In the wake of yesterday’s oral argument in the Indiana voting rights case, Crawford v. Marion County Election Board, in which the Bush v. Gore majority played ping pong with Paul Smith, the lawyer for the Indiana state Democrats challenging the law, facial challenges to laws that are allegedly unconstitutional seem shakier than ever.
Dahlia tells us why:
The real problem with Crawford v. Marion County Election Board is that the whole case is a dance of the seven veils. By which I mean that voter-identification laws are phony ways to solve pretend problems, while today’s challenge to those laws is thin on evidence of real voters who’ve suffered real harms. A chimera doing battle with a fantasy. Oh, goody.
The problem is this: the Indiana law, which was passed by a Republican legislature, signed by a Republic governor, and upheld by judges appointed by Republicans talks a big game about preventing voter fraud in Indiana, despite the fact that voter fraud has yet to be proven. Why? Because the people stopped from voting by laws like this “skew Democrat” in the words of a 7th Circuit Court of Appeals judge. But because the law was challenged before an election took place, there are no people with actual injuries as plaintiffs. That is, no one who is a plaintiff has actually been prevented from voting. Which is the nub of the problem for this case, and which left a huge gaping hole through which Scalia and his cronies could argue that the Democrats didn’t have standing to bring this case (a facial challenge) at all, and would have to wait til someone was prevented from voting to bring an “as applied” challenge. Trouble is, once that happens, as Justice Ginsberg put it, the horse is out of the barn. The person can’t get their vote back. And a unjust election has taken place.
What’s particularly interesting here is the way in which the conservatives on the Roberts court are chipping away at people’s ability to bring facial challenges when they believe a law violates their constitutional rights, even if the law has yet to go into effect. Dahlia’s take on how the oral argument yesterday plays into this:
With increasing frequency, the court’s conservative wing has been chipping away at facial challenges (the better to bar litigation), and today Scalia takes out a sledgehammer: “I mean, every facial challenge is an immense dictum on the part of this court, isn’t it?” He goes on to characterize all facial challenges as the court “sitting back and looking at the ceiling and saying, oh, we can envision not the case before us, but other cases …”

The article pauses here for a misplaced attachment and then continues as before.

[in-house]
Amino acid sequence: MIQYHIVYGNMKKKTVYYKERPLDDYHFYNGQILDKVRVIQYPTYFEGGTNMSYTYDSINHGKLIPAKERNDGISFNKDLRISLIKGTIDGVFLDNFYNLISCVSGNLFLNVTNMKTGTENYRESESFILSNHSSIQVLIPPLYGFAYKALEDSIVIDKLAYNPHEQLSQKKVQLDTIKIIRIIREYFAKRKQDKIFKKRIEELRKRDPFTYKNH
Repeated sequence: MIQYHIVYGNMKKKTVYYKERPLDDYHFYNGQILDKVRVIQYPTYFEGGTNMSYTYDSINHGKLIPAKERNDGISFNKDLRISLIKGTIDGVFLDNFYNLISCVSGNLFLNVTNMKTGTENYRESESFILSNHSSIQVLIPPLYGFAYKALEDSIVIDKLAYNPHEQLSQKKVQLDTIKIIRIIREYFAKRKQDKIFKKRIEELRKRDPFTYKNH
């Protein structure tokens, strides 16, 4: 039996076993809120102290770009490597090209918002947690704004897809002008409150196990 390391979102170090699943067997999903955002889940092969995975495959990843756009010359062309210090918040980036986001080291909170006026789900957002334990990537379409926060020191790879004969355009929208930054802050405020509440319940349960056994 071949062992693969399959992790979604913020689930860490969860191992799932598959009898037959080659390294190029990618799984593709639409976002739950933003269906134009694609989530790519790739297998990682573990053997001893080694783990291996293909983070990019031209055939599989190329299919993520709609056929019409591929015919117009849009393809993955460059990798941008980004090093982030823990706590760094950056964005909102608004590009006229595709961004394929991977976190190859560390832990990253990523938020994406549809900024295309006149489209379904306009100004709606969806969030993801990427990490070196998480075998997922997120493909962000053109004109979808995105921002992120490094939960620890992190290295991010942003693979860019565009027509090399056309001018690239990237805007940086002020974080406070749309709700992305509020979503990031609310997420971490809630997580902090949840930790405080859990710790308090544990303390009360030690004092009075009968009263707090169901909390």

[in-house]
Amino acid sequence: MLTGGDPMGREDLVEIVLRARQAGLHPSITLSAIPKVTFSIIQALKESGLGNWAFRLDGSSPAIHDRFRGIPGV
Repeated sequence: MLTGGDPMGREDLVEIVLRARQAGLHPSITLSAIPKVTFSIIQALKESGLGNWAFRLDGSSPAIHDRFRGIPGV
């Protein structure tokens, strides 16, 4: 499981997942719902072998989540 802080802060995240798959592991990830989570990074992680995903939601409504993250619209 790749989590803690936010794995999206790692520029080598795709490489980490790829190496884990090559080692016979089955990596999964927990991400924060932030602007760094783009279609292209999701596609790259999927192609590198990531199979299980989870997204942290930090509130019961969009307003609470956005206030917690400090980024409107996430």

Trouble is, facial challenges are the bread and butter of progressive civil rights advocates. They burden potential plaintiffs less than as applied challenges do and they help ensure that people can challenge laws without being forced to wait and sacrifice their constitutional rights. And the Roberts court – Scalia particularly – thinks these are odious. We’ve already seen it in Gonzales v. Carhart, where the Court upheld the federal abortion ban, but left open the possibility that the law could be challenged on an as-applied basis, where it could be proven that the banned procedure was the only way to protect a woman’s health. This, of course, is a total farce. Imagine the woman who needs the procedure. She is sick and pregnant and needs to terminate her pregnancy in order to preserve her own health or life. But in order to do so, she has to go through the courts (an onerous, expensive, and often lengthy process). Even on an emergency basis, it’s hard to imagine than an answer could come quickly enough from big Daddy Supreme Court.
Or, as Lithwick says at the end of her recap of yesterday’s oral argument: “To recap: I fear I am counting five justices who believe that a nonexistent problem can be constitutionally cured by burdening the fundamental right to vote. Happy byproduct? Doing away with those pesky facial challenges that liberals like to use to address massive injustices. So in the guise of doing away with hypothetical future challenges to a law, the court is poised to uphold a law that solves hypothetical future problems in voting.”
Yep, seems about right to me…and so utterly wrong.